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| Culture |

Miami City Ballet Opens 2011-2012 Season with Bright and Beautiful Program I

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Miami City Ballet opened the season last night with a program of favorites that covered a wide range of modern and contemporary ballet choreography from classic Balanchine to sexy Jerome Robbins and from stately Christopher Wheeldon to sassy Twyla Tharp. The Friday night performance also revealed that the company's greatest strength may also be its greatest weakness.

Miami City Ballet is unabashedly bright and beautiful. One prime representative of the company spirit is principal Jeanette Delgado, whose smile alone could power the Arsht Center lights.

While my companion found her execution of the light passages of

Balanchine's "Square Dance" too labored, I enjoyed the joyous power with

which she leapt and turned, especially when she traced a circle around

the edges of the stages, stretching her legs like the needles on a

compass.

Her partner Renan Cerdeiro, with his impossibly long legs and

arms, brought a lighter touch to the Balanchine's intricate passages,

but if their energy was mismatched, they were both a delight to watch.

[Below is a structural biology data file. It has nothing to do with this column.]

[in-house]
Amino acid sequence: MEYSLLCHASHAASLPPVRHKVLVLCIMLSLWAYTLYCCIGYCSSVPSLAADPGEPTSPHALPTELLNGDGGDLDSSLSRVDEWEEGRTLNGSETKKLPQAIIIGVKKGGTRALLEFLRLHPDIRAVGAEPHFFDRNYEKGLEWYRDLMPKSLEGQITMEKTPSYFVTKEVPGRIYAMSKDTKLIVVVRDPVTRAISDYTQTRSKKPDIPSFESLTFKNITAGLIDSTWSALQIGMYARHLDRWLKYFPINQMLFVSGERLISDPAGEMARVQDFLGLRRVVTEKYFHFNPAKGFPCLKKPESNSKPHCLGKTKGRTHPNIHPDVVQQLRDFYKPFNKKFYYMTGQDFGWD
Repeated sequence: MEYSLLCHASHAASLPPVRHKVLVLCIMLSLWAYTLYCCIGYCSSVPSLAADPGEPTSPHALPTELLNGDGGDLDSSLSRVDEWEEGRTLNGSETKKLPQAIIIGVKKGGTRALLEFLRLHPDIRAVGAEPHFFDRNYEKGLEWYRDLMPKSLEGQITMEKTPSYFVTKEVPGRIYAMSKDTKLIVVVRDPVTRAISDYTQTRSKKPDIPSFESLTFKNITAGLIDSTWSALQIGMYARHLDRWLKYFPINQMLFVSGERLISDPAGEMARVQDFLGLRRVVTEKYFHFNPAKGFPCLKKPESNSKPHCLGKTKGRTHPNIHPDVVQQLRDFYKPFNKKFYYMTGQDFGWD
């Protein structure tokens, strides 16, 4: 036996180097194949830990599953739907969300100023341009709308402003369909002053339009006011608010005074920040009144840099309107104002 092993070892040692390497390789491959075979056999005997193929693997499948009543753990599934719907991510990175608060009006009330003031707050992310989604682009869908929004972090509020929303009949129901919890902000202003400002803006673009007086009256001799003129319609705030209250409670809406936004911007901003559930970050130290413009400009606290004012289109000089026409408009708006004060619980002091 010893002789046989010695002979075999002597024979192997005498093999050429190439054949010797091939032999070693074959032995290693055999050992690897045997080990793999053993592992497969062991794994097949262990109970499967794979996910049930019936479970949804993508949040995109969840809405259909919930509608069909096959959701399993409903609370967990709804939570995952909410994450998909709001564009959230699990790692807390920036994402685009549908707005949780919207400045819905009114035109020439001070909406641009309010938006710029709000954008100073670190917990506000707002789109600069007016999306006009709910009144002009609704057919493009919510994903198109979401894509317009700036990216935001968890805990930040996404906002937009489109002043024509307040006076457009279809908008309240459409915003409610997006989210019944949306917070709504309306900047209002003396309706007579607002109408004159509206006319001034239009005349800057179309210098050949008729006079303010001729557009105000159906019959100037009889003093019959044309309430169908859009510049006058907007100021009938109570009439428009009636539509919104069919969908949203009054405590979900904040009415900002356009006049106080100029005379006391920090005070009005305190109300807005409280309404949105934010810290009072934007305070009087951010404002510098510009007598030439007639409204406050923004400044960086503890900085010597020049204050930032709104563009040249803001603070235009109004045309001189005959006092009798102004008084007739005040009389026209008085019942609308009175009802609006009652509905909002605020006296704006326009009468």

Jennifer Kronenberg was stunning as always as the love object for Jerome

Robbins's young male dancer caught in a narcissistic moment in the

studio in "Afternoon of a Faun." Carlos Miguel Guerra lent himself

easily to the role of male object of desire, transferring the audience's

longing for him to his partner with a chaste kiss on the cheek.

Partners in Christopher Wheeldon's darker and more interior duet,

"Liturgy," Katia Carranza and Isanusi Garcia-Rodriguez struck the poses

called for Christopher Wheeldon, who at times appears to be more a

kinetic sculptor than a choreographer: he is less interested in how

bodies move, than in the shapes they make in space. These shapes brought

audible gasps from the audience, as though suddenly revealing unknown

depths drawn from the human body.

If Miami City Ballet evoked exactly the right mood in the first three

pieces, Twyla Tharp's "In The Upper Room" suffered, and such a thing is

possible, from being too pretty. Here Delgado's perpetual smile

undermined the playful bite of Tharp's choreography, one emblem of an

approach to the piece that lacked the weight and release that would make

this piece exciting.

MCB has established that it can be, and nearly always, is breathtakingly

beautiful. Only sometimes beauty is not the only goal worth striving

for.

--Celeste Fraser Delgado, Artburstmiami.com

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